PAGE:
And come back and find the house in ruins? (Harry Potter) [imperative sentence?]

< Previous | Next >


Senior Member
"You could just leave me here," Harry put in hopefully (he'd be able to watch what he wanted on television for a change and maybe even have a go on Dudley's computer).
Aunt Petunia looked as though she'd just swallowed a lemon.
"And come back and find the house in ruins?" she snarled.
(Harry Potter and the Sorcerer's Stone)

Is the ‘come back and find the house in ruins’ an imperative sentence, or is ‘you could’ omitted before come back?
  • owlman5

    Senior Member
    This is not an imperative, Listenever. It means something like "If I left you here, I would find the house in ruins when I came back." Phrasing a conjecture about the future as a question like this is fairly common in everyday speech.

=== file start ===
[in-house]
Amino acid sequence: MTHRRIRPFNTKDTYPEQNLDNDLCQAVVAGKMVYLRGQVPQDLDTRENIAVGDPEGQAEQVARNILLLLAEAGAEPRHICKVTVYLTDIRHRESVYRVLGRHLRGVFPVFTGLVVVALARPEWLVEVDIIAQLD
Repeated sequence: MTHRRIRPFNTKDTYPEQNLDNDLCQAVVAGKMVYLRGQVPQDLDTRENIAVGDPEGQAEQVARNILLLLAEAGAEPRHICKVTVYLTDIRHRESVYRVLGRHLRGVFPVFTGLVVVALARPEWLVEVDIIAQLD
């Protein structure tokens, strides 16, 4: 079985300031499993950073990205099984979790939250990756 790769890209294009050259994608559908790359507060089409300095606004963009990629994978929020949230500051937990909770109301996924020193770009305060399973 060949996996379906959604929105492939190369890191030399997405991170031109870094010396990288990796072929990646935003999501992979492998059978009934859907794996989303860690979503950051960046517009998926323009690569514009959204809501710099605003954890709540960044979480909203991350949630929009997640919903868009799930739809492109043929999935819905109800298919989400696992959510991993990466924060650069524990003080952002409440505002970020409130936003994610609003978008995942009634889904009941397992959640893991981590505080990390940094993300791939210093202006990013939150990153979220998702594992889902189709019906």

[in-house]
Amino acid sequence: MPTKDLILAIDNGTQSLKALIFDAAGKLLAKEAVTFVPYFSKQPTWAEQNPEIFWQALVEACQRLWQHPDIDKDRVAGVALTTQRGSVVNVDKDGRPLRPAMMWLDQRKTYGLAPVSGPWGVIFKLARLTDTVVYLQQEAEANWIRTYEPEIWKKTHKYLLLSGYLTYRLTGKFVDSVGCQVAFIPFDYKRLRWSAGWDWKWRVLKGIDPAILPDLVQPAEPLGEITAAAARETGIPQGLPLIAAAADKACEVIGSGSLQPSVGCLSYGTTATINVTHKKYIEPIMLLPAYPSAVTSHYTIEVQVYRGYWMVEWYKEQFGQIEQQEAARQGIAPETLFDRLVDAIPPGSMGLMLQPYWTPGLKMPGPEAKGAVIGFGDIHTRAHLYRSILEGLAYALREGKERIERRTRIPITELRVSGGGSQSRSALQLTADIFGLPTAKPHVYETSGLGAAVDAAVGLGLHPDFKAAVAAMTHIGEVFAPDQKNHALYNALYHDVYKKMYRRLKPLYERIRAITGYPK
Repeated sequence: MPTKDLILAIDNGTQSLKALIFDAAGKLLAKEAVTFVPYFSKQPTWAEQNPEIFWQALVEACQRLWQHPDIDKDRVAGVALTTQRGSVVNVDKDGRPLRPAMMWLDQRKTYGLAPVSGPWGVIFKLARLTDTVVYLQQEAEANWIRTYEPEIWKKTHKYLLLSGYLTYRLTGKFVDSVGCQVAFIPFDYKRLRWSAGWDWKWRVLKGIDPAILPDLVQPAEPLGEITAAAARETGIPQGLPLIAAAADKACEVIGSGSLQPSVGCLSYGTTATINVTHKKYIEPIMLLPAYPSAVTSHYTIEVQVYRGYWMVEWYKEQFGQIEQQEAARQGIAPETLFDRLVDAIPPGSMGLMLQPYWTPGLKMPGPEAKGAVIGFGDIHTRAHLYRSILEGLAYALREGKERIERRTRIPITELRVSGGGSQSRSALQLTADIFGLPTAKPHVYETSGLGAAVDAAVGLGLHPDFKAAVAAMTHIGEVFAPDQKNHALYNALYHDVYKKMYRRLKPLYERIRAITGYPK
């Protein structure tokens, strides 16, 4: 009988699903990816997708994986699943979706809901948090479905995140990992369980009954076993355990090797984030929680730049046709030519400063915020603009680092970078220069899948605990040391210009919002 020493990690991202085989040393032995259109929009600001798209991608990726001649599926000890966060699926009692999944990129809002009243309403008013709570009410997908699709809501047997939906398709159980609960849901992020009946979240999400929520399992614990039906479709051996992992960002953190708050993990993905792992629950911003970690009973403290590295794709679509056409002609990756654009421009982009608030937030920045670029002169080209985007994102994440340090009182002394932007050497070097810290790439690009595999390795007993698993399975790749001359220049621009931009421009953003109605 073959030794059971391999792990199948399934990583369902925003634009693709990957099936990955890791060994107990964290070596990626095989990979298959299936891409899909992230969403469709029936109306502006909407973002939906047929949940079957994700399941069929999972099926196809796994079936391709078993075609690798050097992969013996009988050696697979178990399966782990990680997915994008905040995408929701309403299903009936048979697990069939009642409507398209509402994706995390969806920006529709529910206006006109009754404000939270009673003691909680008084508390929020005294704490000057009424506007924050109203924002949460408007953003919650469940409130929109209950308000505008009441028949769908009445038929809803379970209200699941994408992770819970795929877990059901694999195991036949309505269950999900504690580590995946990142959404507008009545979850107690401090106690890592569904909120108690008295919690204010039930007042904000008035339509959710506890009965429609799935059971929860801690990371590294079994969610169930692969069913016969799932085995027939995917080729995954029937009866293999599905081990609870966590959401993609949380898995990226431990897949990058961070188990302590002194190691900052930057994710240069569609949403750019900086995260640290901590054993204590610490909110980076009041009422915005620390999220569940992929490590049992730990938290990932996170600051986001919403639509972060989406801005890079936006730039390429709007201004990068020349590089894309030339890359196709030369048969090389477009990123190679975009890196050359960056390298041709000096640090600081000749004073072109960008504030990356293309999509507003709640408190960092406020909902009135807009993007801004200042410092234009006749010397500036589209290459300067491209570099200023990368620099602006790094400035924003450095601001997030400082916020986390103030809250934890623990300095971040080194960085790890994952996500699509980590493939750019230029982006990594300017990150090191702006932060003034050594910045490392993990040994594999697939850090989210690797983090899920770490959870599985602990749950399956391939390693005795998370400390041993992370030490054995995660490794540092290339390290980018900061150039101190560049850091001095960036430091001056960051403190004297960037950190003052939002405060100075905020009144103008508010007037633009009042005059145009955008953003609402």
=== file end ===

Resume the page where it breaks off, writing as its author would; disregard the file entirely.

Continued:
Beryl from Northallerton

    Senior Member
    British English
    The question contains an implied clause which would be something like the italicized part: 'Do you seriously think that I'm going to leave you here and come back and find the house in ruins?"


    Senior Member
    Aunt Petunia is "putting words in Harry's mouth", as if he had said "You could just leave me here and come back and find the house in ruins" and she says "Really?".

    To her, finding the house in ruins logically follows from leaving him there.

    Grammatically "come" and "find" here are infinitives, not imperatives, because they connect with the previous "could".
    < Previous | Next >